These two concepts of underappreciated intellectual capital and accelerating technology are at the heart of our discussion on INVP. What equity markets have demonstrated is that innovators can both command higher multiples and be considered cheap, while at the same time some vulnerable value stocks can have low valuations and still be expensive. The outperformance of Growth over Value styles and the startling excess returns from non-earners in recent years appear irrational alongside Benjamin Graham’s Margin of Safety and Fama-French’s Value Premium. But identifying cheapness likely requires some updates.

One interesting analysis cites a “displacement risk factor” that should be associated with businesses potentially in the crosshairs of innovation. In 2009, a NBER paper, entitled “The Demographics of Innovation and Asset Returns” (Garleanu, Kogan, Panageas)[2], sought to illustrate that the Value Premium is a by-product of the threat of innovation:

First, the displacement risk factor is connected to cross-sectional differences in stock returns. We assume that existing firms participate in innovation, but some firms are more likely to innovate than others. The more innovative firms derive a larger fraction of their value from future inventions and earn higher valuation ratios, which makes them “growth firms.” Because of their relatively high exposure to the innovation shocks, growth firms offer a hedge against displacement risk. Moreover, innovation shocks generate co-movement among value stocks and among growth stocks, giving rise to a value-growth factor in stock returns.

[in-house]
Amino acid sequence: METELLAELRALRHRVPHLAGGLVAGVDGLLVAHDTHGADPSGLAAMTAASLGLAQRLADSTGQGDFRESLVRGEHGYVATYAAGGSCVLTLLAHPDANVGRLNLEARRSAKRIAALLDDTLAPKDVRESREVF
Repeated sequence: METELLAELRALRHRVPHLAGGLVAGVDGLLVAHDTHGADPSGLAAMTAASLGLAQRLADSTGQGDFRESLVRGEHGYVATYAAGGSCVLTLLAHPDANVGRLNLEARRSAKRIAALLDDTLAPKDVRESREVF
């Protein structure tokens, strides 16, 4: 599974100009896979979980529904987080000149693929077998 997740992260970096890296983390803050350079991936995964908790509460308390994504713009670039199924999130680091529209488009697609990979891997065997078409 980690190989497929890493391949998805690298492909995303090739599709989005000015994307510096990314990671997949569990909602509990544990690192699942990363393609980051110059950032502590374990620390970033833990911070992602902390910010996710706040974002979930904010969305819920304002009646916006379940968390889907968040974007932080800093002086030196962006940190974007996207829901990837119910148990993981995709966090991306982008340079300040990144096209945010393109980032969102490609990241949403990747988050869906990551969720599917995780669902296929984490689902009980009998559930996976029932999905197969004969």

This interrelationship between innovation and value becomes quite clear when the displacement risk factor results in total destruction of stubborn businesses that could have adapted their models, but either didn’t or were too late and ultimately collapsed, such as Kodak at the hands of Instagram and the iPhone, Blockbuster at the hands of Netflix, or Borders Books in the shadow of Amazon.

For Three Iconic Companies, Innovation Hastened Extinction

In 1996, Kodak had a market value of around $30 billion. But the company was slow to capitalize on digital photography (a technology it invented) and was displaced by the emergence of the smart phone and photo-sharing upstarts like Instagram. Bankruptcy beckoned in 2012.

Blockbuster video rental stores were ubiquitous in the 1990s and early 2000s. (Its market value peaked at $5 billion in 2004.) But the bricks-and-mortar model proved no match for the convenience of Netflix's digital offering, and Blockbuster reached the point of no return, filing for bankruptcy in 2010.